Marvel certainly noticed the power of female moviegoers, as evidenced by the marketing for Thor, Captain America, and even the Iron Man series featuring the male stars scantily clad. A shirtless Chris Evans or Hemsworth wasn't needed to convince comic book fans that they were right for the role, but certainly helped create some overlap with traditionally more 'female' genres of film.
We've long asked how much more money Marvel's 'Phase One' could have generated had the films been actively marketed to women, but the potential is undeniable.
For those women who just couldn't identify with Twilight's Bella Swan (or for mothers who did little to encourage the type of submissive role taken by the character among more powerful figures) the answer to their troubles came in the form of The Hunger Games' heroine, Katniss Everdeen. Stronger than her male competition and refusing to bend her will - unless it's the intelligent thing to do - Katniss was the kind of exceptional female role model that many were more than happy to get behind. As for the marketing dollars, well, keep your eyes peeled for how many bows and braids will pop up this Halloween.
It may surprise some only familiar with the Halo games, but the sci-fi franchise has both of the above factors, capable of fueling successful marketing to men and women of all age groups. We don't just mean the wealth of fifteen year old, genetically-enhanced, musclebound recruits whose bodies more closely resemble twenty-somethings carved from granite (ahem), but the wealth of strong female characters as well. Take Linda, the stoic, humble, and most deadly sniper in the series as a whole, or Kelly, the fastest and most confident Spartan II to date. Don't even get us started on Cortana.
A poster for Halo: The Movie would be enough to pull in the gaming crowd, regardless of how much the story was reworked to stand apart from the game series, but the hint of young love between John and Linda, or a collection of young male 'heartthrobs' to fill the roles of Fred, Sam, Kurt, and even John himself would pull in a younger female audience as well. The overall story and performances will be the most significant ingredient for success, but the potential audience needs to be big enough for Microsoft and DreamWorks to take the plunge.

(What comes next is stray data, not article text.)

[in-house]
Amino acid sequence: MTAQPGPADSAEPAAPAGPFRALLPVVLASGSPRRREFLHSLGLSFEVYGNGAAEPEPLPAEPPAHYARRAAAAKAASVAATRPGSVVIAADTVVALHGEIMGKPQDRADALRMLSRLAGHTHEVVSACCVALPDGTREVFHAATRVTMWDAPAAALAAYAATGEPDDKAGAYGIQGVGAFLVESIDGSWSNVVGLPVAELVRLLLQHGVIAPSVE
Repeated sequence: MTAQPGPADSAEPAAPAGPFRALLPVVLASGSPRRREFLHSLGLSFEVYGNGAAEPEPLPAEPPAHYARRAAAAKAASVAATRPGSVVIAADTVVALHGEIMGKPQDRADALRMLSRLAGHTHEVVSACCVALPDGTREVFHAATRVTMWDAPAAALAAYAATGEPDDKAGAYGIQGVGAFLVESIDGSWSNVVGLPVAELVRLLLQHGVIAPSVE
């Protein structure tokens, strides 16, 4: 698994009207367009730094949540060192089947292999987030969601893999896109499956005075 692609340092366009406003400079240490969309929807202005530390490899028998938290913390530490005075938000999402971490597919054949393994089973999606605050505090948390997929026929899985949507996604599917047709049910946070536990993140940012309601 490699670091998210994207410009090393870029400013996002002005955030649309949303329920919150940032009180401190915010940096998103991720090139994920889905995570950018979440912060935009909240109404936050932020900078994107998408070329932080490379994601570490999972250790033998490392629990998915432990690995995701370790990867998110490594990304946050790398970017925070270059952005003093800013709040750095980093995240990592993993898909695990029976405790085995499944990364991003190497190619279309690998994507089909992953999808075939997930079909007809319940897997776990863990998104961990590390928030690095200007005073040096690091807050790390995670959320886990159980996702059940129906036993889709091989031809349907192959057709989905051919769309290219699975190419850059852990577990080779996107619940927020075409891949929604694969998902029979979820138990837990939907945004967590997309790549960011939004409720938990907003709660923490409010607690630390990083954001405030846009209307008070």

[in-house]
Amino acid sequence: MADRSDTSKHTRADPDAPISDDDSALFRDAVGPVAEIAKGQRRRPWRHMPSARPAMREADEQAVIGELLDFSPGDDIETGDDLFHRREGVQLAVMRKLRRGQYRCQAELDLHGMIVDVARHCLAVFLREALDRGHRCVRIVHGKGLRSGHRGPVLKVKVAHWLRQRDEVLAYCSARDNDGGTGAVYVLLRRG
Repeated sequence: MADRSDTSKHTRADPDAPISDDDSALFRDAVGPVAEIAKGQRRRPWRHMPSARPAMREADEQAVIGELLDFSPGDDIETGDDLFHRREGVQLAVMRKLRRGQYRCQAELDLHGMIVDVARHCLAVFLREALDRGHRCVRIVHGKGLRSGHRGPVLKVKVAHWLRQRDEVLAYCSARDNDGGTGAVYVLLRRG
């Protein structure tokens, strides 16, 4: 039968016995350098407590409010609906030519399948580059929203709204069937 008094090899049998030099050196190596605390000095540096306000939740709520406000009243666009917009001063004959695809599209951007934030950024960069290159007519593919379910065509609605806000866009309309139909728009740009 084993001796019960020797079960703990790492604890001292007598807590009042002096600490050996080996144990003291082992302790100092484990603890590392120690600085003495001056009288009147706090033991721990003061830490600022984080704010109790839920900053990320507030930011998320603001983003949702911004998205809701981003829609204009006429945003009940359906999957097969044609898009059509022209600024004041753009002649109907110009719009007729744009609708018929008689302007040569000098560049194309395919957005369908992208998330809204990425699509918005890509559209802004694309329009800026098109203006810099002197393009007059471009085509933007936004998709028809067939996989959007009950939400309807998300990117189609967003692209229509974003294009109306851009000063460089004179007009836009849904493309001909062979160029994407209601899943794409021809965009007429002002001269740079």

Budding romance, teenage characters carrying a plot built on war and alien invaders, and violence being committed by young soldiers against young soldiers are all going to be on display with Forward Unto Dawn. If the cast and crew can pull it off, then the possibility of it being done on an even grander scale, with a much larger budget is higher than ever. That's all speculation at this point, but don't think Microsoft isn't looking at the big picture.
Do you think Microsoft is making a wise move by putting up their own money instead of waiting for an outside studio to buy in? Is a film franchise based around the extended fiction, and not the games themselves a good way of keeping both newcomers and fans on the edge of their seats, or the wrong way to go? Sound off in the comments.
For now, we'll look forward to seeing what 343 has in mind for extending the Halo name into other media, be it film or television. Who knows: if some of the actors manage to shine, we may be seeing their faces again.
Halo 4: Forward Unto Dawn will be released via Halo Waypoint and Machinima starting October 5, leading up to the launch of Halo 4 on November 6, 2012.
Follow me on Twitter @andrew_dyce.